In Part I of this series, I described the fundamental concept of biologic width; the height of the combined connective tissue and epithelial attachment above bone, averaging 2 mm in most patients.

biologic width restorative margin placement

I also mentioned the two possible outcomes that can occur if a restorative margin is placed too close to bone: one being bone loss, the other being gingival inflammation, with the inflammation being far more common.

Your Options and Biologic Width

The first option to consider when placing a restorative margin is to decide if the margin can be left supra or equigingival, or must be placed subgingival. If the margin can be placed supra or equigingival, the concerns over biologic width don’t exist – assuming the gingiva is healthy and mature.

Today if the tooth color is acceptable and there is no structural reason to extend below tissue, such as caries, cervical erosion, old restorations or a need to extend for ferrule, the use of a translucent material, such as Lithium Disilicate, can get an esthetically acceptable result without the need to go below tissue.

biologic width

There are times, however, when it is necessary to place margins below tissue, specifically if structural issues exist, the tooth is extremely discolored or you need to use a more opaque restoration such as zirconia or metal ceramics. In these instances, a subgingival margin is necessary and the concern of going too far below tissue and violating the attachment exists. (Figures 1 and 2)

biologic width

When I believed biologic width was the same for every patient, the 2 mm described by Gargiulo in 1961, I thought the solution to margin placement was simple: place the margin 2.5 mm from bone. This would be far enough away from bone that it didn’t violate the attachment, but also leave the margin subgingival, as the facial gingival margin is normally at least 3 mm above bone.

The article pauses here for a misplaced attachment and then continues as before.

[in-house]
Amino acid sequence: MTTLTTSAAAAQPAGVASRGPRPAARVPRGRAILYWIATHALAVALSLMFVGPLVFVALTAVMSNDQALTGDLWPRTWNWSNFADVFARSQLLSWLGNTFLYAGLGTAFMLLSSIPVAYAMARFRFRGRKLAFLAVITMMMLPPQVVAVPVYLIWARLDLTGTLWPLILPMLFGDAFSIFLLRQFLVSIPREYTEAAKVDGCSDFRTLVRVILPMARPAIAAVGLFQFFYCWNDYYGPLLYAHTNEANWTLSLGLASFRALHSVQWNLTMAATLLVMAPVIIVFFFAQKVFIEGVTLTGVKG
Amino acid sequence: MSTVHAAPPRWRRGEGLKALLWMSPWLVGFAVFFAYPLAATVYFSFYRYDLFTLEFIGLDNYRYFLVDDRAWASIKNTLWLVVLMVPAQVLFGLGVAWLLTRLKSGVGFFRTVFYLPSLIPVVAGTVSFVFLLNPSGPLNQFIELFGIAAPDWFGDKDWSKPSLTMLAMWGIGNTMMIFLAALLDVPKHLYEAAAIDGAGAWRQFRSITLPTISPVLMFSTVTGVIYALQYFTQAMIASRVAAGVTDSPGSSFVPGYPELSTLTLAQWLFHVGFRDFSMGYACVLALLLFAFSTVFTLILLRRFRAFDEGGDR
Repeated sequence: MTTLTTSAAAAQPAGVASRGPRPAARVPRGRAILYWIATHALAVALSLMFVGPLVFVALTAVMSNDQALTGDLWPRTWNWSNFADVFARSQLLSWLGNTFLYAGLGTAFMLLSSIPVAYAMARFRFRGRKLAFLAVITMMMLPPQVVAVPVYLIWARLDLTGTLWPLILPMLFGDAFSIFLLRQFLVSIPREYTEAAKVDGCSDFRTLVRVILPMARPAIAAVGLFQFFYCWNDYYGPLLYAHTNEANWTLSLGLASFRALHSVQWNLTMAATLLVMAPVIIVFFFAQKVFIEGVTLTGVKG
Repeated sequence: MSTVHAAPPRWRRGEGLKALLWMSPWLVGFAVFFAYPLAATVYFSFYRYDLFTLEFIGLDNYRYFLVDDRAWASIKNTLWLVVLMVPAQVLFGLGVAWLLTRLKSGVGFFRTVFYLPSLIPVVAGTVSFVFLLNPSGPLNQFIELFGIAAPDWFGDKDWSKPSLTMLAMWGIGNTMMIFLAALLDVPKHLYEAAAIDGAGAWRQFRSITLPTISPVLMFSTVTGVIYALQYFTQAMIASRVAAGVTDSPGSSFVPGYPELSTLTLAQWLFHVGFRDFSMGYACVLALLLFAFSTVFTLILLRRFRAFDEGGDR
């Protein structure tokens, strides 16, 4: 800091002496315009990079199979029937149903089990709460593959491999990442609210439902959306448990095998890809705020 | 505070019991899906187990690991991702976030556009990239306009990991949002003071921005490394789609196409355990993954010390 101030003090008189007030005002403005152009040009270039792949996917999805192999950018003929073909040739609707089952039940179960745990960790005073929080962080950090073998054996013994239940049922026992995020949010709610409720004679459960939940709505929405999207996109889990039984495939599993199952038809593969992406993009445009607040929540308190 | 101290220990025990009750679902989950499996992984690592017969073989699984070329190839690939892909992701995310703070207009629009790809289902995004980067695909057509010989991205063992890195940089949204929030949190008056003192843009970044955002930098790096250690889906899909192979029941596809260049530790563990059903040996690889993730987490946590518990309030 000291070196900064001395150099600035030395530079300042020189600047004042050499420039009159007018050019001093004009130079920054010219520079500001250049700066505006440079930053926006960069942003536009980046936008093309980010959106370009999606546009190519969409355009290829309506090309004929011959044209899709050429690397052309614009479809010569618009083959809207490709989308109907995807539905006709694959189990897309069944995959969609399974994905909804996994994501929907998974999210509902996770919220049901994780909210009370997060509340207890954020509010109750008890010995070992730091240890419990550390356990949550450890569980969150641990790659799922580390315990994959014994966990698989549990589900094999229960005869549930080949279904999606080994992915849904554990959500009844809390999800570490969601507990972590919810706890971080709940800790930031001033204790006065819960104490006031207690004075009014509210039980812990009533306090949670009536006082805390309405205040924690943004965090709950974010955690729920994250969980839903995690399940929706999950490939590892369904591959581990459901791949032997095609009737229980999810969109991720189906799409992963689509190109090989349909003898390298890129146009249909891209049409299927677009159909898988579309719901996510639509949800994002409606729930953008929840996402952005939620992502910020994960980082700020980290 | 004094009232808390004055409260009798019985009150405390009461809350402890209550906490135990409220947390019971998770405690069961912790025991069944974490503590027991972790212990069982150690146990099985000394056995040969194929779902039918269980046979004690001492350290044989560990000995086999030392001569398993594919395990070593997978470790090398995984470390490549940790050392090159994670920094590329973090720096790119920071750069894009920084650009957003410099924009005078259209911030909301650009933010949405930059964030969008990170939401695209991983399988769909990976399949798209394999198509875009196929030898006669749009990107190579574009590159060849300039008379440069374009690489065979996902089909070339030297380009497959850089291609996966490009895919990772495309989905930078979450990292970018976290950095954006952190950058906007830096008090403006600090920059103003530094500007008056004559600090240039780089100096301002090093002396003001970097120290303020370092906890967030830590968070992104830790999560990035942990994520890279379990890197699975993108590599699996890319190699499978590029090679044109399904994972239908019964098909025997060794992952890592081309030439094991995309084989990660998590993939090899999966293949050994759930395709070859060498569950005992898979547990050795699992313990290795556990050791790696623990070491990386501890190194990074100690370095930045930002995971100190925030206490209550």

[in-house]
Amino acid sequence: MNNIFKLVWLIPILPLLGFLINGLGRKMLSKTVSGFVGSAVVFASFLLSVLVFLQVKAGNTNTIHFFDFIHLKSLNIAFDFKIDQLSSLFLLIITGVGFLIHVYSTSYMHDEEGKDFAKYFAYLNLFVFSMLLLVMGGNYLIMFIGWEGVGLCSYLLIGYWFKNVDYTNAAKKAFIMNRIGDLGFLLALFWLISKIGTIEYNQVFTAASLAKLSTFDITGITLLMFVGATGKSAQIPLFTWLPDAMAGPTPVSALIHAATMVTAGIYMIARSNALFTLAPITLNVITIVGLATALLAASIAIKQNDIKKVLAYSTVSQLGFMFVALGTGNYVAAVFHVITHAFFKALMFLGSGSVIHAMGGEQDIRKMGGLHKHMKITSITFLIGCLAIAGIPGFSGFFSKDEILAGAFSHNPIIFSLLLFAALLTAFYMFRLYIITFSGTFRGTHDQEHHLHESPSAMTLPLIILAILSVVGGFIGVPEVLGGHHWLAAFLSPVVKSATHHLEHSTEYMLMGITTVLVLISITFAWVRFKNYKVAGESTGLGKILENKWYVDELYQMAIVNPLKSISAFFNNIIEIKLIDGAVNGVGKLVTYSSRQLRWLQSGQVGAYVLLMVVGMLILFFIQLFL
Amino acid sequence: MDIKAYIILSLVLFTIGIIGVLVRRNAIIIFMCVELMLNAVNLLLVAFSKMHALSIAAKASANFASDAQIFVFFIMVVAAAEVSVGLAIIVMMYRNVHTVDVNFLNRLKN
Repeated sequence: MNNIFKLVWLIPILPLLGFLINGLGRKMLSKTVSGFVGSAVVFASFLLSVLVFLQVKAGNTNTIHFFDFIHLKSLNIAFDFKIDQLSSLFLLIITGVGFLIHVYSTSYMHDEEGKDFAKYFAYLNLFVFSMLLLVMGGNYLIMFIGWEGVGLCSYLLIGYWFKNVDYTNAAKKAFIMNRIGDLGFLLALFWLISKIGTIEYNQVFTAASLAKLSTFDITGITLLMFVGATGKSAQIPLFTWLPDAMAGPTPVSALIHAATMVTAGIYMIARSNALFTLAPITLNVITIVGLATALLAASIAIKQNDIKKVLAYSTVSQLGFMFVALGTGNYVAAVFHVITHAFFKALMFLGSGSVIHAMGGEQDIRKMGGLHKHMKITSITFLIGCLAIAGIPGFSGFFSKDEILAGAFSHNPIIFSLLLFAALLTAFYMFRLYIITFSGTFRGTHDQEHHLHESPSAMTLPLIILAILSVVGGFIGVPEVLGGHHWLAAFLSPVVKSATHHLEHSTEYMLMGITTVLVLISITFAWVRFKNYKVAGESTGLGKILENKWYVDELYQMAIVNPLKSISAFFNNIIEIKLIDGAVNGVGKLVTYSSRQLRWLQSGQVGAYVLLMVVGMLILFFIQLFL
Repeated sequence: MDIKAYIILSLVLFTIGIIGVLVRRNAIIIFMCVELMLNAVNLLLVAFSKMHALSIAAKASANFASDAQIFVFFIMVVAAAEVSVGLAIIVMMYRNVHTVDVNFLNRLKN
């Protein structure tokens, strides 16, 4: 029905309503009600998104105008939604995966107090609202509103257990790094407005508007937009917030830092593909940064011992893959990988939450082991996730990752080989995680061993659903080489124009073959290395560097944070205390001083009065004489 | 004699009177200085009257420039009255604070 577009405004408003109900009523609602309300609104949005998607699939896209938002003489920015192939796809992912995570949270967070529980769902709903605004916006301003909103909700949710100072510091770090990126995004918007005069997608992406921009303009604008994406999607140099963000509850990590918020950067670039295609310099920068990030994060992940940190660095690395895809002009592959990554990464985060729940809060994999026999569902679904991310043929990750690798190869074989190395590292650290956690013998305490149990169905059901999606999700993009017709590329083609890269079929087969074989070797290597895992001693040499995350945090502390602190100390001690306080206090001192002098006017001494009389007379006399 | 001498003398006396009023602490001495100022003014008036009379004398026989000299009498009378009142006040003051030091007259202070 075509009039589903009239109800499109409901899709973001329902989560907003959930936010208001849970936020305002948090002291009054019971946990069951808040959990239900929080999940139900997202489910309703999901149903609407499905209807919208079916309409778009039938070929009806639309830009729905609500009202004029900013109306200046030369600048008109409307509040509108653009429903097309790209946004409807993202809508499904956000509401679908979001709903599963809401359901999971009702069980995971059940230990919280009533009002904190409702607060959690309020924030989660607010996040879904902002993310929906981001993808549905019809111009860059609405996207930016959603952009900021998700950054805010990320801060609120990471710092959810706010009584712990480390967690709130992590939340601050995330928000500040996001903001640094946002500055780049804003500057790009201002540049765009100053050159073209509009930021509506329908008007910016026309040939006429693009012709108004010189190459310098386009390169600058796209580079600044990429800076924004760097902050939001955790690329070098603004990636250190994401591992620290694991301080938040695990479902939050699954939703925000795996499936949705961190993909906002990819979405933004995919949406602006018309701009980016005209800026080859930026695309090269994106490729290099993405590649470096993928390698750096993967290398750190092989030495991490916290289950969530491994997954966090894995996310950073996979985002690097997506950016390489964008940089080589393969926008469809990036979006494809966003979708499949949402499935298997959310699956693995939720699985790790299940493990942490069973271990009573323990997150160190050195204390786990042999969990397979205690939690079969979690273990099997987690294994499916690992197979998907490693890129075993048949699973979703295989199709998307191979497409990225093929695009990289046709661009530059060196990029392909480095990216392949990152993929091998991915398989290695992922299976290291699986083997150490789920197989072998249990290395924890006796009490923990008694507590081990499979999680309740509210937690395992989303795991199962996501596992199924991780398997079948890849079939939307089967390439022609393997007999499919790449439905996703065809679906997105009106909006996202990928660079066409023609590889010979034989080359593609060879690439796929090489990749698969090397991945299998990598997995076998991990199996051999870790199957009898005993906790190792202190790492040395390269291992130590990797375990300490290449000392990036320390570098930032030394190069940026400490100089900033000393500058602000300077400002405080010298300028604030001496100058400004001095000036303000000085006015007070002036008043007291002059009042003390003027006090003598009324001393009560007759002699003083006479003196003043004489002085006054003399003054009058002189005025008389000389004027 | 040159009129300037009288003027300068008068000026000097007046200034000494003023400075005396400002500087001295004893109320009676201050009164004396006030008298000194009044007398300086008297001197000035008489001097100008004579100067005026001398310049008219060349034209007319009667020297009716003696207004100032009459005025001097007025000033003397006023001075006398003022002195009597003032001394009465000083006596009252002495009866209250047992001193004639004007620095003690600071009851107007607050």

The truth was the 2.5 mm distance worked well for most patients; I would simply use a perio probe and sound to bone to be sure my margin was, in fact, 2.5 mm away from the bone as I prepped. But in many patients, the gingiva became very inflamed following treatment.

biologic width

The reason was related to what Vacek found in 1994, that, “biologic width is not the same between patients, some having attachment heights as tall as 4mm.” In these patients my 2.5 mm distance from bone was in their biologic attachment. (Figure 3)

Where we really want a subgingival margin is actually easy to describe. We want it below the gingival margin, but above the epithelial attachment – in the sulcus, if you will. The key, though, is we can’t use bone consistently as a reference unless we actually knew that individual patient's attachment height. In the next part of this series, I’ll describe how I have placed subgingival margins since reading Vacek's article in 1994 to predictably achieve the desired position.  

(Click this link for more dentistry articles by Dr. Frank Spear.)


Samuel K.
June 29th, 2017
Thanks Frank! You're always providing quality information. Can't wait for the next article. Question, I noticed in Fig 2 you used a subgingival margin due to the dark color of #9 and #10. How were you able to achieve harmonious color and transparency with #7 and #8 using transparent material like lithium disilicate? I would think the dark core of #9 and #10 would indicate an opaque material to block the dark color? Cheers!
Frank S.
June 29th, 2017
Samuel, thanks for the comment and question. The case in figure 2 could have been done with more opaque cored restorations, such as Zirconia or metal ceramics using subgingival margins, but the preps for the previous Zirconia restorations were fairly heavy. The final restorations actually measure about 1.6mm thick on the facial, which is thick enough for the Lithium Disilicate to mask the underlying color issues without the prep showing through. Hope this makes sense, Frank